by Vishakha Dasi
The Braj-Vrindavan Heritage Alliance (BVHA) scored a major victory on December 17th when the National Green Tribunal (NGT) delivered its order on the longstanding case regarding the discharge of sewage into the sacred Yamuna River.
Unfortunately, the flow of sewage continues unabated, and it remains to be seen whether the state government will comply with the NGT’s directives. The original complaint was filed by BVHA members Shri Damodar Shastri and Shri Vijay Kishore Goswami with the impassioned support of advocate Shri Akash Vashishtha. Their statement revealed that Vrindavan’s two STPs, which have a combined daily capacity of a mere 12 million liters, are grossly insufficient to process the 20 million plus liters of effluent generated by Vrindavan’s population every day.
Additionally, the Kosi drain brings in another 9 million liters of sewage from Kosi, 4 million liters from Raya, and an unknown amount from Chhata and a number of other small villages. Thereafter, the entire wastewater burden of the Kosi drain is dumped directly into the Yamuna River in Vrindavan’
In January of 2021, the UP Pollution Control Board recorded extremely high levels of pollutants in Vrindavan’s Yamuna, resulting in the following:
*Combined bacteria levels (Total Coliform) 136 times higher than the maximum permissible levels *Fecal contamination including e.coli (Fecal Coliform) approximately 12.4 times higher than the maximum permissible levels *Biochemical oxygen demand (BOD) of more than double the maximum permissible levels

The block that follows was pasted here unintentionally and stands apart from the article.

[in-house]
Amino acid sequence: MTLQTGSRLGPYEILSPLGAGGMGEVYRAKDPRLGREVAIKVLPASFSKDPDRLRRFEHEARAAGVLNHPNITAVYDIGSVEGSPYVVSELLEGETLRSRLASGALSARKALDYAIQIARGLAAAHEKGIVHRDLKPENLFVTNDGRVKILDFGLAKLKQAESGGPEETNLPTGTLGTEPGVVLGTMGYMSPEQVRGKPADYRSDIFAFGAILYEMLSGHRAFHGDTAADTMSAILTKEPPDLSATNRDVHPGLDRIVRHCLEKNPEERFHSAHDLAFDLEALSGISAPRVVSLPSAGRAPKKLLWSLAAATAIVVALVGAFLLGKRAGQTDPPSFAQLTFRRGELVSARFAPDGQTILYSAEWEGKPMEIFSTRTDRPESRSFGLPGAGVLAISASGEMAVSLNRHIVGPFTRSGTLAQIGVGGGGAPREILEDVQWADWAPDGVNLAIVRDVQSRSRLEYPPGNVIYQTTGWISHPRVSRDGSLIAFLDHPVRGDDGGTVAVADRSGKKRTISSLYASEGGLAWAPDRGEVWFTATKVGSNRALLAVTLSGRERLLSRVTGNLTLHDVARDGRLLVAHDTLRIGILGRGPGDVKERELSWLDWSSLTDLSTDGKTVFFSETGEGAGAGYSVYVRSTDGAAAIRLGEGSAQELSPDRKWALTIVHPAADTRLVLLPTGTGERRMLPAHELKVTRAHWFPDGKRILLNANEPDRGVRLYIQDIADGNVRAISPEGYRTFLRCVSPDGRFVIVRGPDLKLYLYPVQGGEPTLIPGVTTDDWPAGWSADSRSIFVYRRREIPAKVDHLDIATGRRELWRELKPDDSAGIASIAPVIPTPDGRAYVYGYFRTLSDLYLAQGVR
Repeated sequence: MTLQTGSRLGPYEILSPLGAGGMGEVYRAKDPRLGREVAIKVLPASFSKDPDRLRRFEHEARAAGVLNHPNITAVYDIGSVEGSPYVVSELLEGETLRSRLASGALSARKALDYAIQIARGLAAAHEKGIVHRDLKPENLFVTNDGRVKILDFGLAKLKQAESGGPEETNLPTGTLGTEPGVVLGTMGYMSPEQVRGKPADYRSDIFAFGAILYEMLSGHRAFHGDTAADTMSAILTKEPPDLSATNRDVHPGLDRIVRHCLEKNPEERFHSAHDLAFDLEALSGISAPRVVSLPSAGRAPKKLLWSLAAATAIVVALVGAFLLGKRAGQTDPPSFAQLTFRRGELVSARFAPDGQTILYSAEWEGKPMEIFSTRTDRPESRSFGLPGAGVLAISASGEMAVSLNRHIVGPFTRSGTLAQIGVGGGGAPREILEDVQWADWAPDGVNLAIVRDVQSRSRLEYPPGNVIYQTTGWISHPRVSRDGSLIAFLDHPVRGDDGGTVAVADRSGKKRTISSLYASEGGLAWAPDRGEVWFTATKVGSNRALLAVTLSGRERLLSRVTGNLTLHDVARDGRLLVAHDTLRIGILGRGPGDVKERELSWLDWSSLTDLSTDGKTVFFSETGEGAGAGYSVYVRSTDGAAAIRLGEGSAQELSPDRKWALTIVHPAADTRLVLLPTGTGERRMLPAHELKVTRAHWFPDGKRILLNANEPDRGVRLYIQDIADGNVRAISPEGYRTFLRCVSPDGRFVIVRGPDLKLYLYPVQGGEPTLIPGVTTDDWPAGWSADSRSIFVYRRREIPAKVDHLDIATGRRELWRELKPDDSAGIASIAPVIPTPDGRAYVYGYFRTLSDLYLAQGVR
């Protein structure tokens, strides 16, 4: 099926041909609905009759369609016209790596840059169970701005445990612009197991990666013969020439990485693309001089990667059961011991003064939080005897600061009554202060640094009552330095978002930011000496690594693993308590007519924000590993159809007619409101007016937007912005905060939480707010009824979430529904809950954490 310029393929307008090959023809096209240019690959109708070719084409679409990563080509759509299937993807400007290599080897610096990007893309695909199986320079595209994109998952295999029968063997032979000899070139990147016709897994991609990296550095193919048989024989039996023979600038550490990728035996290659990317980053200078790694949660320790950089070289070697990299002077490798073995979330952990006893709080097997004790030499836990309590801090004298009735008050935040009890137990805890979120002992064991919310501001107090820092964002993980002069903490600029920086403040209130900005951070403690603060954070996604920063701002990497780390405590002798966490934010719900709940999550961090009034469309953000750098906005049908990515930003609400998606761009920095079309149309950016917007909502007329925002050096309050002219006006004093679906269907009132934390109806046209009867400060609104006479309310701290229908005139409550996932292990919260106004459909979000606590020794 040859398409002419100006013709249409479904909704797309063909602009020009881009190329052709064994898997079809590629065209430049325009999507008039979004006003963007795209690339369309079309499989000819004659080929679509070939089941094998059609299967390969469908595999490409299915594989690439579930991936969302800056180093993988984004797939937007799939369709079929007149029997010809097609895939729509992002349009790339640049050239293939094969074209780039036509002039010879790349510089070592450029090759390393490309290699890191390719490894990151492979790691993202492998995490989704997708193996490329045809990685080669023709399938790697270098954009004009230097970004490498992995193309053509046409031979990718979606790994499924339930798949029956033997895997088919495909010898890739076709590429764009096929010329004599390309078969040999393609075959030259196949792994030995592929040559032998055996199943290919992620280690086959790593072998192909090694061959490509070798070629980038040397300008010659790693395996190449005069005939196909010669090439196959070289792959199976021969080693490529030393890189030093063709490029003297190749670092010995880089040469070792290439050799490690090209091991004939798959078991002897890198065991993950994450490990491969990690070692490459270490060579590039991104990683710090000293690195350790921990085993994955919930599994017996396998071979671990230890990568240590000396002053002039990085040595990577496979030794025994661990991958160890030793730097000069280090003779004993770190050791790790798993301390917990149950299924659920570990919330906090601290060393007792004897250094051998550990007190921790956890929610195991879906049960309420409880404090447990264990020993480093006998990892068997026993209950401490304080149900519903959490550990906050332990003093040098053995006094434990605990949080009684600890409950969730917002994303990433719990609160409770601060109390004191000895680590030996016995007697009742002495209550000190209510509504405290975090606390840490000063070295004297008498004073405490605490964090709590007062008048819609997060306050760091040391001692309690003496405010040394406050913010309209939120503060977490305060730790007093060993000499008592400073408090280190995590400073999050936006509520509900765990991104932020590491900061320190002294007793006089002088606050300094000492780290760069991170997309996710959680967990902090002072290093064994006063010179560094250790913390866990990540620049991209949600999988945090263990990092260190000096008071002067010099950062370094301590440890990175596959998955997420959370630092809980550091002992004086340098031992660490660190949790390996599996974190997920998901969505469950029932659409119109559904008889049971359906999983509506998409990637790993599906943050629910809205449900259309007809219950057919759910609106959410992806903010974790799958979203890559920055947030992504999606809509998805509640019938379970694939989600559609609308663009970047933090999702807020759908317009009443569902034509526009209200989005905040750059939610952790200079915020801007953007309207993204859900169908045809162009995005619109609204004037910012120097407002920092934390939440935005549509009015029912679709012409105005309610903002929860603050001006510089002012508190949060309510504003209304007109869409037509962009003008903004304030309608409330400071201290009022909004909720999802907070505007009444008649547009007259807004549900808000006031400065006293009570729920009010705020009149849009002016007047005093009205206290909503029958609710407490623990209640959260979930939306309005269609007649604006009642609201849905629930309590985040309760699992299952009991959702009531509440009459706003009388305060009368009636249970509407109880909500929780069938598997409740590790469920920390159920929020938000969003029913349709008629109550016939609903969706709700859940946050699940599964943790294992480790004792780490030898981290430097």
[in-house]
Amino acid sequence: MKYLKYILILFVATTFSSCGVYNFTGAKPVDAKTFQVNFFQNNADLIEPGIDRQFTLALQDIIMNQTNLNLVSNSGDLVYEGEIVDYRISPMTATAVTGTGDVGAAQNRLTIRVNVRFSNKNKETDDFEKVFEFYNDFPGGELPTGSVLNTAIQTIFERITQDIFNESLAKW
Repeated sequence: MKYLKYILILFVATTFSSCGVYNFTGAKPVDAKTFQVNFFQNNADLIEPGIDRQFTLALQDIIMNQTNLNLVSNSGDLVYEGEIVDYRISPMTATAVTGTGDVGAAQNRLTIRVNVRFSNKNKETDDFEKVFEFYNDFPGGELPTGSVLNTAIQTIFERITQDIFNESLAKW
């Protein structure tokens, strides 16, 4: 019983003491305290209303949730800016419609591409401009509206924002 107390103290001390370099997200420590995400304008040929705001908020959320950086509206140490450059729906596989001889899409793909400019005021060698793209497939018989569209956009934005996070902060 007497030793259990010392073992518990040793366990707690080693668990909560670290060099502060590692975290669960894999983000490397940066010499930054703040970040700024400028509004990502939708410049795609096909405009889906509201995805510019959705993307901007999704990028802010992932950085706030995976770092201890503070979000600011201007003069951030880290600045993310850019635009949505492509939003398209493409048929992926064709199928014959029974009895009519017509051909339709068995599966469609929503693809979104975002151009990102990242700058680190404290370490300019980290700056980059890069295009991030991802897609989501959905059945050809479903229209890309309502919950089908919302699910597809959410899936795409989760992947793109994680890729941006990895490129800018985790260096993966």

Kosi drain going into river Yamuna in Vrindavan
The NGT’s report offers the following scathing criticism of the state’s anti-pollution efforts to date: “The National Mission for Clean Ganga erroneously states in the letter dated July 23, 2020, that the work of the sewerage in Mathura – Vrindavan had been completed. The State Pollution Control Board has failed to perform its duties to prevent, control and abate pollution in Vrindavan under Section 17 of the Water (Prevention and Control of Pollution) Act, 1974.”
Unsurprisingly, the sewage and industrial effluent dumped into the Yamuna at Vrindavan was found to be the primary cause of pollution in the region, as the water downstream from Vrindavan is significantly more polluted than water tested upstream.
In conclusion, the NGT directed the Chief Secretary of Uttar Pradesh to monitor all pollution-control efforts by state agencies, and enjoined state authorities to ensure funding for sewage treatment. The Mathura-Vrindavan Development Authority (MVDA) was also instructed to clear all encroachments on the floodplain, and plant trees in order to prevent further encroachment there.